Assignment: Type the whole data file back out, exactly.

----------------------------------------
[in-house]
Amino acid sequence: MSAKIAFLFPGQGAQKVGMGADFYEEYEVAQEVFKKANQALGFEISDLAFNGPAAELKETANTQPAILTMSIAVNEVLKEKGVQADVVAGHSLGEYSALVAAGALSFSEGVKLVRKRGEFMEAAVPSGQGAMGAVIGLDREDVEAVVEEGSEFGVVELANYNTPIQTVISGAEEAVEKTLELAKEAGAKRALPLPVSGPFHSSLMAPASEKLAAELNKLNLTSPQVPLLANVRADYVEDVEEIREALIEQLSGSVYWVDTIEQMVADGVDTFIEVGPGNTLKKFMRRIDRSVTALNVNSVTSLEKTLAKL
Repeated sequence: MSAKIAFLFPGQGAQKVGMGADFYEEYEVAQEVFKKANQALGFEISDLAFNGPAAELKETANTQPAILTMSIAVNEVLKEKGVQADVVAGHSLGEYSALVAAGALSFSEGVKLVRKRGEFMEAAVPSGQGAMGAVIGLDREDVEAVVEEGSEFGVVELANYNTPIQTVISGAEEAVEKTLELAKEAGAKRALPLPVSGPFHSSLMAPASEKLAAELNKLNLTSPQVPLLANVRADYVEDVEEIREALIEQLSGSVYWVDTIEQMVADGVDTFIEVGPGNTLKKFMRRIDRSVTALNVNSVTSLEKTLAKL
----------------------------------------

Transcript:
[in-house]
Amino acid sequence: MSAKIAFLFPGQGAQKVGMGADFYEEYEVAQEVFKKANQALGFEISDLAFNGPAAELKETANTQPAILTMSIAVNEVLKEKGVQADVVAGHSLGEYSALVAAGALSFSEGVKLVRKRGEFMEAAVPSGQGAMGAVIGLDREDVEAVVEEGSEFGVVELANYNTPIQTVISGAEEAVEKTLELAKEAGAKRALPLPVSGPFHSSLMAPASEKLAAELNKLNLTSPQVPLLANVRADYVEDVEEIREALIEQLSGSVYWVDTIEQMVADGVDTFIEVGPGNTLKKFMRRIDRSVTALNVNSVTSLEKTLAKL
Repeated sequence: MSAKIAFLFPGQGAQKVGMGADFYEEYEVAQEVFKKANQALGFEISDLAFNGPAAELKETANTQPAILTMSIAVNEVLKEKGVQADVVAGHSLGEYSALVAAGALSFSEGVKLVRKRGEFMEAAVPSGQGAMGAVIGLDREDVEAVVEEGSEFGVVELANYNTPIQTVISGAEEAVEKTLELAKEAGAKRALPLPVSGPFHSSLMAPASEKLAAELNKLNLTSPQVPLLANVRADYVEDVEEIREALIEQLSGSVYWVDTIEQMVADGVDTFIEVGPGNTLKKFMRRIDRSVTALNVNSVTSLEKTLAKL